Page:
Delores William gets to sit in the Front Room at 100 Acre Lane – where she meets Terry Humphrey and finds out about Brixton Revival, its art projects and a lot more …
I’m at 100 Acre Lane sitting in a space called the Front Room with local DJ and artist Terry Humphrey. The Front Room is a take on the old fashioned Black living room, the best room. You know – the room you were not allowed into; the Black front room of old, which held a drinks cabinet containing Cherry B and Babycham.
Oh, the good old days. I mentioned the fact that we couldn’t have sat in the front rooms of old and Terry says that those days are over – it’s a modern twist and now everyone is welcome to come and sit in the retro chairs and have a natter.
The Front Room started as a pop-up shop and art space by Monica Pottinger. Monica, looking for a collaboration, approached talented artist Alvin Kofi. Kofi jumped at the chance and brought along with him Terry, who I’m chatting with.
Monica wanted them to help develop and expand the space artistically, so Terry and Kofi set up the Brixton Revival. It’s been successful. With projects looking at Black art, music, fashion and food, Kofi says that the space allows them to experiment and see what and how the events unfold.
I ask why do we need a Revival? Terry explains that Brixton Revival looks at Black and African immigration into Brixton over the last 70 years. He calls these The Immigration Years. The hope is to educate people about the history of the area and to update the Revival’s own archives.
When Brixton Revival was part of the first Brixton Design Trail last year, Terry was surprised by the number of people who don’t know the history of Black Brixton. This, he says, included the Brixton Design Trail founders.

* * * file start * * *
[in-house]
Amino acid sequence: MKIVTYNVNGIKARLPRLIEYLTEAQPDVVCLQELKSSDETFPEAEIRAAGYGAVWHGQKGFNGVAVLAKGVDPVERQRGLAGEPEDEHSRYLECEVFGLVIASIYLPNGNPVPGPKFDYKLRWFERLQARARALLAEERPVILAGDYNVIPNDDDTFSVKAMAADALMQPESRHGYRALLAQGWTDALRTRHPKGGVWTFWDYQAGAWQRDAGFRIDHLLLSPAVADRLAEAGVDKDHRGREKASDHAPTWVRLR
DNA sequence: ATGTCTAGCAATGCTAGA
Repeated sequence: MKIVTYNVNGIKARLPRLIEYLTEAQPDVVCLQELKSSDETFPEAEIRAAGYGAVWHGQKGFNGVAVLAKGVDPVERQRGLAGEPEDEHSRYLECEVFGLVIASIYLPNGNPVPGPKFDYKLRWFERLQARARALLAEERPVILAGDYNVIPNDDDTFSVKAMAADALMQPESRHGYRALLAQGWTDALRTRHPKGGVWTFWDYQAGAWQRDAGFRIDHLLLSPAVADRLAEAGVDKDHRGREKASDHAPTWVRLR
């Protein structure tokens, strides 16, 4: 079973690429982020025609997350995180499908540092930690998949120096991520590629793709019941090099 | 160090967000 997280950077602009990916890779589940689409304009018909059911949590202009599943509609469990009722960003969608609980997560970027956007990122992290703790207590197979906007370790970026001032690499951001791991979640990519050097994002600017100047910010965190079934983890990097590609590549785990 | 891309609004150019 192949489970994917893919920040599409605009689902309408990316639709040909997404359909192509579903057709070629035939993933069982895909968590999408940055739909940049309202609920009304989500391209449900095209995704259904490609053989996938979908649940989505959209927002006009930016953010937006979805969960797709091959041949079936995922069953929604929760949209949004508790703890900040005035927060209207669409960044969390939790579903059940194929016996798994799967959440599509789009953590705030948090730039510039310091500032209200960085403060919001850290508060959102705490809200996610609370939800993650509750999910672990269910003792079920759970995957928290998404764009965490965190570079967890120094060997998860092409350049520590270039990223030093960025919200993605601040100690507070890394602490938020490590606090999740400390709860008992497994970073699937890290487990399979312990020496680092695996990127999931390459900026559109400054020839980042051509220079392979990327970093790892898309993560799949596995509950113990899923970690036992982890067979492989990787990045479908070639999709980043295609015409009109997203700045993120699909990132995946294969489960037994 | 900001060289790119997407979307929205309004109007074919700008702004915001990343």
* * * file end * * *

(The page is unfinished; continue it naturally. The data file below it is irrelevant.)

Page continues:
Last year Brixton Revival produced a paper map of the oldest local shops that have been selling ethnic foods for many years – wanting to give people a chance to experience a Black shopping experience. It was hugely popular.
They also recorded some oral history from the shop owners and consumers creating a sound map which they put on to their Facebook page.
They also took the opportunity to give some of the older businesses advice and information on ways of staying up to date in Brixton’s current climate – how not to get swallowed up by the new business coming into the area. Terry says a lot of the older business owners can become “stuck in their ways and just need that little bit of advice”. He stresses that most of the shop owners were grateful for the advice.
Brixton Revival organises a variety of workshops on different topics I had just missed a session on “How to manage your natural hair”. They sell beautiful artwork which I drooled over, African craft wear, gifts and accessories.
There is, of course, an art space and they hold regular events and discussions. Starting on Saturday 8 April from 10.30 to 12.30 in the morning there will be a drawing class and an artist’s talk after.
There are also storytelling workshops in the planning – so watch this space.